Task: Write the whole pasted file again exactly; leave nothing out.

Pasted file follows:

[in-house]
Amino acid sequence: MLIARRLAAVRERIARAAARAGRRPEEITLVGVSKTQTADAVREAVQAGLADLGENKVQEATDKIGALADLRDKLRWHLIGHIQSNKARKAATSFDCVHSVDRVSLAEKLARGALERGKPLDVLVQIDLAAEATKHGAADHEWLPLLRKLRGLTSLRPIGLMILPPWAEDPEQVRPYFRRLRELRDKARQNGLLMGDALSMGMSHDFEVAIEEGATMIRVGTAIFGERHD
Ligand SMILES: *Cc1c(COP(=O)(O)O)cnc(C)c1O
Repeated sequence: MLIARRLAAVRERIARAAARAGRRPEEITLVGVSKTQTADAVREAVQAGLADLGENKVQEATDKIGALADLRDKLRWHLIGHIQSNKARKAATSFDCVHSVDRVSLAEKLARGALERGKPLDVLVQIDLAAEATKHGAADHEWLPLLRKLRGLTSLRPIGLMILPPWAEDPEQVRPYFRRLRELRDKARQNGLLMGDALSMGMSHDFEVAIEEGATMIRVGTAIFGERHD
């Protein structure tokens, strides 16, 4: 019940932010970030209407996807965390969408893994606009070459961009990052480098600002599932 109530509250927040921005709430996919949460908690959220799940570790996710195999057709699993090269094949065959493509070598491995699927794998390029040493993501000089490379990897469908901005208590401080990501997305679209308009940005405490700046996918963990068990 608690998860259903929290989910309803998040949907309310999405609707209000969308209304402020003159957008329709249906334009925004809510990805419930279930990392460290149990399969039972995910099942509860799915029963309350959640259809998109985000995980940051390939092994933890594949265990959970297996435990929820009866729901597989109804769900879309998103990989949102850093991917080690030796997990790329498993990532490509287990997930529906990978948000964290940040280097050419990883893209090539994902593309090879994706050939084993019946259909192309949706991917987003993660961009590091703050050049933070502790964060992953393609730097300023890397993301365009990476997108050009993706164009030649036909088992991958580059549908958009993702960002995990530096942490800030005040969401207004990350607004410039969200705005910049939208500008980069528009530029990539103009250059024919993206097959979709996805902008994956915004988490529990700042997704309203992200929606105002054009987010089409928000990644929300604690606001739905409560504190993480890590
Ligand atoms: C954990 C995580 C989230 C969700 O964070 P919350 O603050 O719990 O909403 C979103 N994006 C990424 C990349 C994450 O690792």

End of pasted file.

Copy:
[in-house]
Amino acid sequence: MLIARRLAAVRERIARAAARAGRRPEEITLVGVSKTQTADAVREAVQAGLADLGENKVQEATDKIGALADLRDKLRWHLIGHIQSNKARKAATSFDCVHSVDRVSLAEKLARGALERGKPLDVLVQIDLAAEATKHGAADHEWLPLLRKLRGLTSLRPIGLMILPPWAEDPEQVRPYFRRLRELRDKARQNGLLMGDALSMGMSHDFEVAIEEGATMIRVGTAIFGERHD
Ligand SMILES: *Cc1c(COP(=O)(O)O)cnc(C)c1O
Repeated sequence: MLIARRLAAVRERIARAAARAGRRPEEITLVGVSKTQTADAVREAVQAGLADLGENKVQEATDKIGALADLRDKLRWHLIGHIQSNKARKAATSFDCVHSVDRVSLAEKLARGALERGKPLDVLVQIDLAAEATKHGAADHEWLPLLRKLRGLTSLRPIGLMILPPWAEDPEQVRPYFRRLRELRDKARQNGLLMGDALSMGMSHDFEVAIEEGATMIRVGTAIFGERHD
């Protein structure tokens, strides 16, 4: 019940932010970030209407996807965390969408893994606009070459961009990052480098600002599932 109530509250927040921005709430996919949460908690959220799940570790996710195999057709699993090269094949065959493509070598491995699927794998390029040493993501000089490379990897469908901005208590401080990501997305679209308009940005405490700046996918963990068990 608690998860259903929290989910309803998040949907309310999405609707209000969308209304402020003159957008329709249906334009925004809510990805419930279930990392460290149990399969039972995910099942509860799915029963309350959640259809998109985000995980940051390939092994933890594949265990959970297996435990929820009866729901597989109804769900879309998103990989949102850093991917080690030796997990790329498993990532490509287990997930529906990978948000964290940040280097050419990883893209090539994902593309090879994706050939084993019946259909192309949706991917987003993660961009590091703050050049933070502790964060992953393609730097300023890397993301365009990476997108050009993706164009030649036909088992991958580059549908958009993702960002995990530096942490800030005040969401207004990350607004410039969200705005910049939208500008980069528009530029990539103009250059024919993206097959979709996805902008994956915004988490529990700042997704309203992200929606105002054009987010089409928000990644929300604690606001739905409560504190993480890590
Ligand atoms: C954990 C995580 C989230 C969700 O964070 P919350 O603050 O719990 O909403 C979103 N994006 C990424 C990349 C994450 O690792």